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Wednesday, 30 May 1984
Page: 2143

Senator SIBRAA —My question is directed to the Minister representing the Minister for Foreign Affairs. Has the Minister's attention been drawn to recent remarks made by Dr Caldicott on the Australian Broadcasting Corporation's program Pressure Point to the effect that Australia supported the Western bloc in the United Nations Conference on Disarmament and that therefore Australia was preventing agreement on mandates for committees on nuclear test bans, outer space and a nuclear freeze? Can the Minister inform the Senate whether this is the correct Australian position?

Senator GARETH EVANS —My attention has been drawn to the remarks made by Dr Caldicott on that usually distinguished program, Pressure Point, to the effect that in the Conference on Disarmament the Western bloc was preventing agreement on mandates for committees in three areas. I understand that Dr Caldicott did say that Australia supported the Western bloc, as she described it, in this obstruction. The situation is that Dr Caldicott is quite misinformed. The Conference on Disarmament operates by consensus and for convenience most of its delegations caucus in three groups-the neutral and non-aligned group, the socialist or Warsaw Pact group and the Western group. The Australian delegation caucuses with the Western group but it retains its freedom of action. It is correct that there is a procedural stalemate over the mandates of three committees in the Conference but, far from acquiescing in this, Australia has been working hard to seek solutions.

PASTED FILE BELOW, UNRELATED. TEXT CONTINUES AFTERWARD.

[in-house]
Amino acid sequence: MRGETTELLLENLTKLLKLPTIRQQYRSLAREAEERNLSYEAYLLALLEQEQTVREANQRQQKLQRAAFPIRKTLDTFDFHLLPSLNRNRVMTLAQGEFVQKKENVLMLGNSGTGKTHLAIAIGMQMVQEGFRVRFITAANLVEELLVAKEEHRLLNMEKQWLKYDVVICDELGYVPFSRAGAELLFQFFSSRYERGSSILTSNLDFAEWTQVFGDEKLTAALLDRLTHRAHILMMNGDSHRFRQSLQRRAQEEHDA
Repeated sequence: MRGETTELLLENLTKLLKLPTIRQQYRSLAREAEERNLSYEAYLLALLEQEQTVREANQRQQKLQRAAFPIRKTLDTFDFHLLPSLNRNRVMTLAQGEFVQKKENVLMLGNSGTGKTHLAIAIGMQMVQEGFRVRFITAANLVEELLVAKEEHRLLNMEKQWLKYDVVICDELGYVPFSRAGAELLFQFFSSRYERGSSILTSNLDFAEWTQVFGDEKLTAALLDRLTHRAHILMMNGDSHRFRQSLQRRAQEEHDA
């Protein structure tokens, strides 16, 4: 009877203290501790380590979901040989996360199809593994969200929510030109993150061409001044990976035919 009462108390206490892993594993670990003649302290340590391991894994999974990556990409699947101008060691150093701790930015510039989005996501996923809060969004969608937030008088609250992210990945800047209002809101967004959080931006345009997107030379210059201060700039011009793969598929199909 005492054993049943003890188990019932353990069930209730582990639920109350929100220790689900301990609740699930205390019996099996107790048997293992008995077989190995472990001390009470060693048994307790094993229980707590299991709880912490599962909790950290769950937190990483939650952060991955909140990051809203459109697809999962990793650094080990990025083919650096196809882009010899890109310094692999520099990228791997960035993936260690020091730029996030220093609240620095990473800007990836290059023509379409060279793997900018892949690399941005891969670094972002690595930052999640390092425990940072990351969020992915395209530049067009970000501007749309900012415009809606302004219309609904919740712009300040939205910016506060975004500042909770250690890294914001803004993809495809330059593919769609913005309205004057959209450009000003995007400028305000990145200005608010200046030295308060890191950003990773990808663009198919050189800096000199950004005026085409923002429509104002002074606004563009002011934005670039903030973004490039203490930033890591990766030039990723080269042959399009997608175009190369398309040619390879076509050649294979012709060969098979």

The first matter Dr Caldicott referred to was the nuclear test ban. The members of the Western group have so far this year reached no agreed position amongst themselves on the mandate. Far from being a source of obstruction, the Australian delegation has been prominent in seeking a solution in accordance with the Government's strong support for a nuclear test ban. As to the question of outer space, the Western and neutral and non-aligned groups have been agreed on a draft mandate since August last year. It is the Warsaw Pact countries, the socialist group, that is holding out against that formulation. The third committee is to address not a nuclear freeze as such but the prevention of a nuclear war. That is the topic. There are three competing draft mandates, any one of which Australia could support. Here again we have been active in trying to find compromise solutions. It is regrettable that people who come here with a fanfare and a considerable popular following can find it within themselves to misrepresent so spectacularly the truth on matters of such great significance as this.